As a pediatric physical therapist for many years, I keep returning to the idea that posture, alignment and positioning are crucial for helping all children develop efficient ways of moving for play and exploration. Let’s start by talking about infants and toddlers.
For many years now it has been recommended that babies be placed to sleep on their backs. This movement is now being called Safe Sleep for Your Baby: Reduce the Risk of Sudden Infant Death Syndrome (SIDS). If you Google “safe sleep” on the web, many hits come up. The site for The National Institute of Child Health and Development (NICHD) has a Safe Sleep Top Ten List of how and why this is so important.
One of the most important items in the Top Ten List is number ten (to a physical therapist, all ten are important), reduce chances of flat spots developing on a baby’s head. I have noticed a great increase in infants developing flat spots and different shaped heads (when severe, the medical term is called plagiocephaly) . The NICHD recommends “tummy time” and “changing the direction the baby lies in the crib from one week to the next” and to “avoid too much time in car seats, carriers, bouncers etc.” The other risk of too little tummy time and too much time in carriers and similar equipment is tight neck muscles (the medical term is torticollis) which tilts the baby’s head to one side and turns it to the opposite side.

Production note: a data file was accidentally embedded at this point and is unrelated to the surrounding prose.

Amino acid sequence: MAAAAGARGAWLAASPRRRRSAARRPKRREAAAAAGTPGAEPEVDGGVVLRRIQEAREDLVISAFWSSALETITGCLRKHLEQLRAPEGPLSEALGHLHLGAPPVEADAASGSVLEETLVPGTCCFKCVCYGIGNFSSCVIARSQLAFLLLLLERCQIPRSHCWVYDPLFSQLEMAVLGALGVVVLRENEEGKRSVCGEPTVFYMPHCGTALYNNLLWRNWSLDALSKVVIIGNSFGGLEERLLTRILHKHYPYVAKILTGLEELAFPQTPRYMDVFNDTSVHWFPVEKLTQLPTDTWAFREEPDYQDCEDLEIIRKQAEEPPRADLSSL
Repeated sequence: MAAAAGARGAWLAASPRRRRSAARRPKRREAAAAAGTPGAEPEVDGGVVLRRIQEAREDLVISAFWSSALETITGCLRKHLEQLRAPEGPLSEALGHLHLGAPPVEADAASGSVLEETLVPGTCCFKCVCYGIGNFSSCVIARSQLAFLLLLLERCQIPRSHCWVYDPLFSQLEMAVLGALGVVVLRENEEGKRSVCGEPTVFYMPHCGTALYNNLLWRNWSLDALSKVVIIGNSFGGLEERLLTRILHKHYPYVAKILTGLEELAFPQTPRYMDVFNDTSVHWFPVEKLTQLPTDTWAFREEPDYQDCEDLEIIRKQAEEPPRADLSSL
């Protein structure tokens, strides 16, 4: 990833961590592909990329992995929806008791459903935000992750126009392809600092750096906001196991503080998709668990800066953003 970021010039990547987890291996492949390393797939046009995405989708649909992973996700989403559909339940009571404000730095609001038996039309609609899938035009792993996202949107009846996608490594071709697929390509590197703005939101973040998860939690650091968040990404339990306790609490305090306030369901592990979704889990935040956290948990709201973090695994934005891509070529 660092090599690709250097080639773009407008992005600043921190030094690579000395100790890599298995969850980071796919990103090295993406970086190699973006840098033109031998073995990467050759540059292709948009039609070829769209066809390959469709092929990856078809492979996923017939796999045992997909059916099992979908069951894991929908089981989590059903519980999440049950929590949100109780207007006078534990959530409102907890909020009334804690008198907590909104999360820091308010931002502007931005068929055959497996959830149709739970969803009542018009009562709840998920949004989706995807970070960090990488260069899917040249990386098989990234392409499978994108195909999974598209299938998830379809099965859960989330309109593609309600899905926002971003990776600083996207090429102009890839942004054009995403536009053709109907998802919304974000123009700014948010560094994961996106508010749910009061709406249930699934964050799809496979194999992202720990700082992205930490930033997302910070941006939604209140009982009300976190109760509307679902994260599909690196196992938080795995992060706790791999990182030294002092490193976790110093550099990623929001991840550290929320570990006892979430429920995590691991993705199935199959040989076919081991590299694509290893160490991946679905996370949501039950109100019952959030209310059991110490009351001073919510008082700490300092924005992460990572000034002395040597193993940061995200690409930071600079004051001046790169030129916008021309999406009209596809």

“Tummy Time” is integral to a baby’s development . One of my favorite brochures about Tummy Time is “Tummy Time Tools” from Children’s Healthcare of Atlanta. I found it on the web and one of the families I work with was given the brochure by their pediatrician. The brochure talks about why babies need tummy time, what tummy time is and different activities to help you position, carry, hold and play with your baby all with great photos and ideas. Ask any early intervention therapist no matter what their specialty what they think about tummy time and they will all recommend supervised belly time from day one of an infant’s life.
Posture and alignment are important for everyone but especially for growing babies and children. One of the important jobs of a pediatric physical therapist is to pay attention to how a child is held, carried and positioned for both play and in chairs, strollers, seats etc. Have you ever noticed that when you go to buy your child’s first car seat , stroller or highchair that they are way too big? How many children sit at tables in preschool where the table height is up to their chins or their feet don’t touch the ground? When I work with families we always look at how the child is positioned in chairs, etc to allow the child the maximum stability and mobility to be able to be comfortable, be well aligned and be able to play.
One of my favorite books that I use in my work is “Positioning for Play: Interactive Activities to Enhance Movement and Sensory Exploration” by Rachel B. Diamant , MS, OTR/L, BCP and Allison Whiteside, PT. I share handouts from this book with families for ideas on positioning and moving their child to enhance their ability to move and explore. Posture and positioning are important for everyone to help us move against gravity efficiently and with good alignment.
Lynn Kisseloff PT, MS, PCS